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Home » IANS » MPC’s 3-day meet to decide on interest rate starts

MPC’s 3-day meet to decide on interest rate starts

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New Delhi, Feb 4 (IANS) The Reserve Bank of India’s six-member interest rate panel started its three-day meeting on Tuesday amidst Union Budget projecting a higher fiscal deficit, slowing growth and rising inflation.

The Monetary Policy Committee (MPC), which new Deputy Governor Michael Patra has been given charge of to steer, has the mandate to contain retail inflation based on Consumer Price Index (CPI) at 4 per cent (+/-2 per cent).

The retail inflation, after remaining in comfort zone, started inching up and crossed the 7 per cent mark (7.35 per cent) during December 2019, due to spiralling prices of vegetables led by onions. It is now very clear that MPC members will have a tough time balancing between a slowing economy which calls for reduction in repo rate, while rising inflation and higher fiscal deficit will require the RBI to either hike the rate or at best, maintain a status quo.

The sixth bi-monthly monetary policy statement for 2019-20 will be announced at 11.45 a.m. on Thursday.

The macro stats are not very bright. The government has estimated India’s gross domestic product (GDP) at 5 per cent in the current financial year owing to both domestic as well as global factors amid weakening consumption demand in the country.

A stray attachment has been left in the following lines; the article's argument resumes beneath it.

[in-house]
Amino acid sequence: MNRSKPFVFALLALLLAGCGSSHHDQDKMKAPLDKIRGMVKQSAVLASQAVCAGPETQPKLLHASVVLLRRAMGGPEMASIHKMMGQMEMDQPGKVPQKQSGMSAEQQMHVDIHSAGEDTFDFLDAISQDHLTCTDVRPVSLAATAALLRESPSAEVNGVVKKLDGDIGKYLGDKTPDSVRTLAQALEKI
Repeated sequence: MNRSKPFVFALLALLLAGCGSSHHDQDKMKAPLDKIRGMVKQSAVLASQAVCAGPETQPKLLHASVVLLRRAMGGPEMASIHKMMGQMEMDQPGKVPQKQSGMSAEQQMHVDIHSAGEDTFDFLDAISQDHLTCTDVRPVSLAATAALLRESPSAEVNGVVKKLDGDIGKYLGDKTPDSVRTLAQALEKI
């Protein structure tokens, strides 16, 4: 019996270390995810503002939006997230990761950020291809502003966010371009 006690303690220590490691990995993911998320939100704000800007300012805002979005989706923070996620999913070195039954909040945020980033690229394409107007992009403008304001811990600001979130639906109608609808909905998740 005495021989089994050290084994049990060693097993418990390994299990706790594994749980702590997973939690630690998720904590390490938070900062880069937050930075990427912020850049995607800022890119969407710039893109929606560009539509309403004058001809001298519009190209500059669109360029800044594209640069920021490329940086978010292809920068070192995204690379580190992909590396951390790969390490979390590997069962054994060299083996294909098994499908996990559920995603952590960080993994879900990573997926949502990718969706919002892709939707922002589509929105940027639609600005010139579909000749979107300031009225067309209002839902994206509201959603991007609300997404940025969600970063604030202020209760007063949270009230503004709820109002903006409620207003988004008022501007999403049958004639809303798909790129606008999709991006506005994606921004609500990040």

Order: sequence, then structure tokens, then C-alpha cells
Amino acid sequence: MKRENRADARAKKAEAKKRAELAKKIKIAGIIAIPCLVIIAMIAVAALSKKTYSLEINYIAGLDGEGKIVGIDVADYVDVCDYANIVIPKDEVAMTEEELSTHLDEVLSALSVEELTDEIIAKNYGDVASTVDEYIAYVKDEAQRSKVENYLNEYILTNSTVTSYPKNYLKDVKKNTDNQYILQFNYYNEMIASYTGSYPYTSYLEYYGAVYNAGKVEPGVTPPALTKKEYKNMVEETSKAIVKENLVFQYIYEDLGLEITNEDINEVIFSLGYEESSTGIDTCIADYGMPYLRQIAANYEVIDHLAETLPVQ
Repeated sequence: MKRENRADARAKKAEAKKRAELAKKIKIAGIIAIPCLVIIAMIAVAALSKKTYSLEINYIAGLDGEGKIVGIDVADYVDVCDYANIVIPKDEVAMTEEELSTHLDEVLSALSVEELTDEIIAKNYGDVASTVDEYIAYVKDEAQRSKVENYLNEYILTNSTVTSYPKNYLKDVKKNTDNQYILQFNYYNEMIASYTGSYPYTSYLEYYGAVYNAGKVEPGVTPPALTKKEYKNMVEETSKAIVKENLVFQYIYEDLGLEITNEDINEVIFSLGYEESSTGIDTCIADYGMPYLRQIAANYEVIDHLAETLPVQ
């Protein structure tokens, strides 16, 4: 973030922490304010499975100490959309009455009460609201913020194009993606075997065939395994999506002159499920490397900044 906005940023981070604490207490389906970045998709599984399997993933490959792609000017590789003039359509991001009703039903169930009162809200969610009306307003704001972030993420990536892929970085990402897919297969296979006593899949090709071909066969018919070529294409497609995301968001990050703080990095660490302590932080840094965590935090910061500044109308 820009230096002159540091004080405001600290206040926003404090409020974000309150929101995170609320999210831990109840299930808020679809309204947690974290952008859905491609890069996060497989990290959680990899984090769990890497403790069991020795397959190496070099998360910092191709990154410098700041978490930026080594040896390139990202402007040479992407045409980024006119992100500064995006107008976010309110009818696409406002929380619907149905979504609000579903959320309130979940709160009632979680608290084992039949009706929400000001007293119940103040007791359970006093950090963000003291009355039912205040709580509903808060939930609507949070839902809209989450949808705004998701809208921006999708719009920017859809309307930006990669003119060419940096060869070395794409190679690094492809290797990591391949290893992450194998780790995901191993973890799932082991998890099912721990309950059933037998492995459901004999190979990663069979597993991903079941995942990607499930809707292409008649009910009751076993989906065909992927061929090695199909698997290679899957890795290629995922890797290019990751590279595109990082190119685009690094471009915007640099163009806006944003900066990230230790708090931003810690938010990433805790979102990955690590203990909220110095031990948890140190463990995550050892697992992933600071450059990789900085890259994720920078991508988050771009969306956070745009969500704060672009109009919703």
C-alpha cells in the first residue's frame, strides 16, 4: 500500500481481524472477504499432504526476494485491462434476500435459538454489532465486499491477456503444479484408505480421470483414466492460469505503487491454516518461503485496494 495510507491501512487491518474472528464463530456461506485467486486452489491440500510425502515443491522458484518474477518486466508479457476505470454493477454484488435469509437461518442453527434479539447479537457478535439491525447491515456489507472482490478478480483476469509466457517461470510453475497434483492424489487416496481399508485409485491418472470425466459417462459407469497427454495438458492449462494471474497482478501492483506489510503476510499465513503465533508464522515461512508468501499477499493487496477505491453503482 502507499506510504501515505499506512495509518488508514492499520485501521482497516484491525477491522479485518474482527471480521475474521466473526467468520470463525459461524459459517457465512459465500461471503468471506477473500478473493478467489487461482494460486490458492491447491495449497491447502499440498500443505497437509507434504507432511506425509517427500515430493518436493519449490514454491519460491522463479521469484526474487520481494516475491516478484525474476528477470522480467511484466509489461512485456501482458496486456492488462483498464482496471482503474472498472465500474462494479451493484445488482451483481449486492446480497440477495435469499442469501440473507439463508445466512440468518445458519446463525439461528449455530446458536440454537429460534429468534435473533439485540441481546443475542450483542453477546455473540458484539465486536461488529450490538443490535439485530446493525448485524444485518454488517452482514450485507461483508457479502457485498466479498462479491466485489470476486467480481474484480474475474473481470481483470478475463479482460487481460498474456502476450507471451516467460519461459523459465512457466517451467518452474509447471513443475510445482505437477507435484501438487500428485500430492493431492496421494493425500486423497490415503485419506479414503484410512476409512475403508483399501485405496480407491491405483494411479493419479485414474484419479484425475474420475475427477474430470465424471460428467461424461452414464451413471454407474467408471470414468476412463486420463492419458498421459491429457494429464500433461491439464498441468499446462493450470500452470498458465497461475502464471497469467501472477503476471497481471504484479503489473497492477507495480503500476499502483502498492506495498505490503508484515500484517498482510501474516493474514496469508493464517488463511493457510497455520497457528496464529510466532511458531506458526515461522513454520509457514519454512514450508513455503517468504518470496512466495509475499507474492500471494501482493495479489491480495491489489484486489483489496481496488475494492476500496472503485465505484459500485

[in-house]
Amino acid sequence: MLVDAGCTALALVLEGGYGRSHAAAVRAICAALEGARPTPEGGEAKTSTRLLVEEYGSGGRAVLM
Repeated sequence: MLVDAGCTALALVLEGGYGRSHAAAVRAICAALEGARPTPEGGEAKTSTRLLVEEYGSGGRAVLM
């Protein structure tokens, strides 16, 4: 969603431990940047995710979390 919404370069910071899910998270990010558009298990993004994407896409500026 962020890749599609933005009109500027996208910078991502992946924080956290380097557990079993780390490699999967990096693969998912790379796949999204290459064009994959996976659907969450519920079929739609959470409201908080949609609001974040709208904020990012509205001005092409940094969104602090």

In December, the retail inflation also peaked to a five-year high of 7.3 per cent, mainly due to costlier vegetables, specifically onions and tomatos.

In its previous monetary policy review in December, the RBI had decided for a status quo, leaving the repo unchanged at 5.15 per cent on concerns of rising inflation.

While presenting the Union Budget on Saturday, Finance Minister Nirmala Sitharaman projected the fiscal deficit to widen to 3.8 per cent of the GDP against the earlier estimate of 3.3 per cent. A higher fiscal deficit in simple terms means the government will go in for more market borrowing leading to hardening of interest rate which in turn will put pressure on inflation but the government has ruled out any borrowing this fiscal.



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